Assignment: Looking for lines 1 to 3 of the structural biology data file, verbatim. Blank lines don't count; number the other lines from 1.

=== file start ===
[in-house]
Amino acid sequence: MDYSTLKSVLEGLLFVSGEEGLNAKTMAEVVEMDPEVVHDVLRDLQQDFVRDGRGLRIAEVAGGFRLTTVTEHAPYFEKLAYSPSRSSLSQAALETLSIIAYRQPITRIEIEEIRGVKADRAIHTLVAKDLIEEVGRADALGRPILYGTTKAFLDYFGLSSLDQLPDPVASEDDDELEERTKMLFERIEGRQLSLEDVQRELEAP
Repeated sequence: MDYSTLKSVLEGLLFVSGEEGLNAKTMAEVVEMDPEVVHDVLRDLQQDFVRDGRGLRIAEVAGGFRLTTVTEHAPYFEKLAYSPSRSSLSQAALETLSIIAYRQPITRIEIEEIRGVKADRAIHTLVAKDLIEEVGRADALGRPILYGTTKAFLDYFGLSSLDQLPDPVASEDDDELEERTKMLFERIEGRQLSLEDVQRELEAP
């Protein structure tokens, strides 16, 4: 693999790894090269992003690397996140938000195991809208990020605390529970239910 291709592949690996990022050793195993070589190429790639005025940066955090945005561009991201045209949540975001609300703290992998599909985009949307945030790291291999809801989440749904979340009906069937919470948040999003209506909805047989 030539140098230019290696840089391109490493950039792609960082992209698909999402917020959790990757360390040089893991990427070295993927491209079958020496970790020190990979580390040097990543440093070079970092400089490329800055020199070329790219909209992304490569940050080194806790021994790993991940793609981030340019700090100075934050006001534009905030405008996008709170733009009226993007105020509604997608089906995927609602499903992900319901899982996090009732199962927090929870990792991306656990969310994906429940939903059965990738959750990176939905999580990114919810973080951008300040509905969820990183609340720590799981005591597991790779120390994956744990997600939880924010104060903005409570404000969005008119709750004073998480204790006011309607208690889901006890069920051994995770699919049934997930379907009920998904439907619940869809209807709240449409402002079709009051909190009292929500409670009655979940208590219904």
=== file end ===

[in-house]
Amino acid sequence: MDYSTLKSVLEGLLFVSGEEGLNAKTMAEVVEMDPEVVHDVLRDLQQDFVRDGRGLRIAEVAGGFRLTTVTEHAPYFEKLAYSPSRSSLSQAALETLSIIAYRQPITRIEIEEIRGVKADRAIHTLVAKDLIEEVGRADALGRPILYGTTKAFLDYFGLSSLDQLPDPVASEDDDELEERTKMLFERIEGRQLSLEDVQRELEAP
Repeated sequence: MDYSTLKSVLEGLLFVSGEEGLNAKTMAEVVEMDPEVVHDVLRDLQQDFVRDGRGLRIAEVAGGFRLTTVTEHAPYFEKLAYSPSRSSLSQAALETLSIIAYRQPITRIEIEEIRGVKADRAIHTLVAKDLIEEVGRADALGRPILYGTTKAFLDYFGLSSLDQLPDPVASEDDDELEERTKMLFERIEGRQLSLEDVQRELEAP